• Scotto also clarifies the terms of Greg Brown III’s deal with the Trail Blazers. The 43rd pick, for whom the Blazers traded a 2026 second-round pick and cash considerations, will receive a three-year, $4.3MM (minimum-salary) deal, with the first two years fully guaranteed. The final year of the contract will be non-guaranteed. The signing used Portland’s mid-level exception.

Will Barton Re-Signs With Nuggets On Two-Year Deal

AUGUST 11: The signing is official, according to a team press release.


AUGUST 2: Free agent Nuggets swingman Will Barton is set to return to Denver on a two-year, $32MM deal, per Chris Haynes of Yahoo Sports (Twitter link).

Barton, 30, was originally drafted by the Trail Blazers in 2012 out of Memphis with the No. 40 pick. He has been a core role player in Denver since being sent to the Nuggets during the 2014/15 season.

The 6’6″ wing averaged 12.7 PPG, 4.0 RPG, and 3.2 APG last season while shooting 42.6% from the field, 38.1% from three-point range, and 78.5% from the charity stripe. He missed most of Denver’s postseason run due to a hamstring injury.

Barton last inked a four-year, $53MM deal with Denver ahead of the 2018/19 season. Earlier this summer, he declined his $14.7MM player option for the 2021/22 season in the hopes of nabbing a pay raise and more guaranteed long-term money.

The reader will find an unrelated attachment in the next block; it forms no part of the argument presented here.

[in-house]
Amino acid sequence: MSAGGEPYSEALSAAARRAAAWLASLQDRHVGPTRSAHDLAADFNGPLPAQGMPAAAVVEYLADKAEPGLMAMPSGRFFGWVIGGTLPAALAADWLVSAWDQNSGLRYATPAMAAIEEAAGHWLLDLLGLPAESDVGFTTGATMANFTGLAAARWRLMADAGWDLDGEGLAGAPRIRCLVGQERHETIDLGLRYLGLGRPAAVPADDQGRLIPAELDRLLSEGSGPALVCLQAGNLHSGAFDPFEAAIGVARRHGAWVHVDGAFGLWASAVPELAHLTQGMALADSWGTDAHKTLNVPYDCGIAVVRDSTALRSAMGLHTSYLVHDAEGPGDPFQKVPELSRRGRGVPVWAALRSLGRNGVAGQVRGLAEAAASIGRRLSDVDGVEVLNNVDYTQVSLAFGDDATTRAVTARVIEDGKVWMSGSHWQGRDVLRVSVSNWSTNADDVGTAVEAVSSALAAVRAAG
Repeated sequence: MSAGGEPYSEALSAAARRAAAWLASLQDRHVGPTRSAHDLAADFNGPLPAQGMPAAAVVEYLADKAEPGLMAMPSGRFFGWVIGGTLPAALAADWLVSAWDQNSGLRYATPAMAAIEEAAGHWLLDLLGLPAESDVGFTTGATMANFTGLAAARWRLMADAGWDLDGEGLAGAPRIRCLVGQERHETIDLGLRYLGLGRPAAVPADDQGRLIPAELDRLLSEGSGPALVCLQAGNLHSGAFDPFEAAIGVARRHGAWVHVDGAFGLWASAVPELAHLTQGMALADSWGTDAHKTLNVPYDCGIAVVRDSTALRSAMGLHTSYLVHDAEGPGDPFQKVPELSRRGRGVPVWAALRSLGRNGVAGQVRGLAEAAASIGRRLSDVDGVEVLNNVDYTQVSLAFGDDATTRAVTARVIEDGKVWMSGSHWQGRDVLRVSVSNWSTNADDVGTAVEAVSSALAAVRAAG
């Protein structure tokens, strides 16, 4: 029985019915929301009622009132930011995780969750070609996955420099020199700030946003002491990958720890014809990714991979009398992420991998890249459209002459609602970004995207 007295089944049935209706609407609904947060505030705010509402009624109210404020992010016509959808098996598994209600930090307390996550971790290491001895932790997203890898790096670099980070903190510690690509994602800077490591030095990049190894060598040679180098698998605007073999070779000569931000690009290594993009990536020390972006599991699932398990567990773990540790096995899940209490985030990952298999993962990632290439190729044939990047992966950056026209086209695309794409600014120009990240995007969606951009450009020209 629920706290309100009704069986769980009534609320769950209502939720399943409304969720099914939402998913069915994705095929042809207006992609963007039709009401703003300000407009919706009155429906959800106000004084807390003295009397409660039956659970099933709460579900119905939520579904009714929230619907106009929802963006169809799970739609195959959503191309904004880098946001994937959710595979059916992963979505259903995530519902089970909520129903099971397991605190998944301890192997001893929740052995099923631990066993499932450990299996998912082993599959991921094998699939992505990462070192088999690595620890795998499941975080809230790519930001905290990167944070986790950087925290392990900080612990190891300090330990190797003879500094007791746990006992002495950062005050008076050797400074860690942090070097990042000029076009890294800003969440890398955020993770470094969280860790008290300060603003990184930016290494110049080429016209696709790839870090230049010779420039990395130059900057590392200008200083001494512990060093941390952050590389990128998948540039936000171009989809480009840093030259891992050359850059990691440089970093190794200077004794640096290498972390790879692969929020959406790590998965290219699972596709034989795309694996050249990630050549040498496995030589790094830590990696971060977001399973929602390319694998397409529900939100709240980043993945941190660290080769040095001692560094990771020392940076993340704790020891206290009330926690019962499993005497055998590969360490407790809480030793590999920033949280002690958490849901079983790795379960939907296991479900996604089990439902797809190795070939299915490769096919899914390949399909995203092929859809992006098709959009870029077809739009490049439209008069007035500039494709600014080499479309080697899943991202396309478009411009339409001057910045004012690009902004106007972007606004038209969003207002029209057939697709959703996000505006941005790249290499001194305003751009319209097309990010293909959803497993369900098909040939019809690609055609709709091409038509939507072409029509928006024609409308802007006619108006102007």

The Nuggets, led by reigning MVP Nikola Jokic and guard Jamal Murray, are hoping to rebound from a disappointing 2021 playoffs, in which they were swept out of the second round by the Suns in part due to the absence of Murray, who continues to recover from a left ACL tear.

Photo courtesy of USA Today Sports.

Free Agency Notes: D. Robinson, Nuggets, Vanderbilt, Hezonja

Heat sharpshooter Duncan Robinson has told associates that his preference is to remain with the Heat, a source tells Tim Reynolds of The Associated Press (Twitter link). Robinson is a restricted free agent and Miami wants to retain him, so he wouldn’t have had much leverage if he wanted to go to a new team, but the fact that he wants to return is good news for the Heat. They’ll be able to keep his small cap hold on their books while they address other free agent business before circling back to finalize a new deal with Robinson.

Here are a few more updates related to free agency: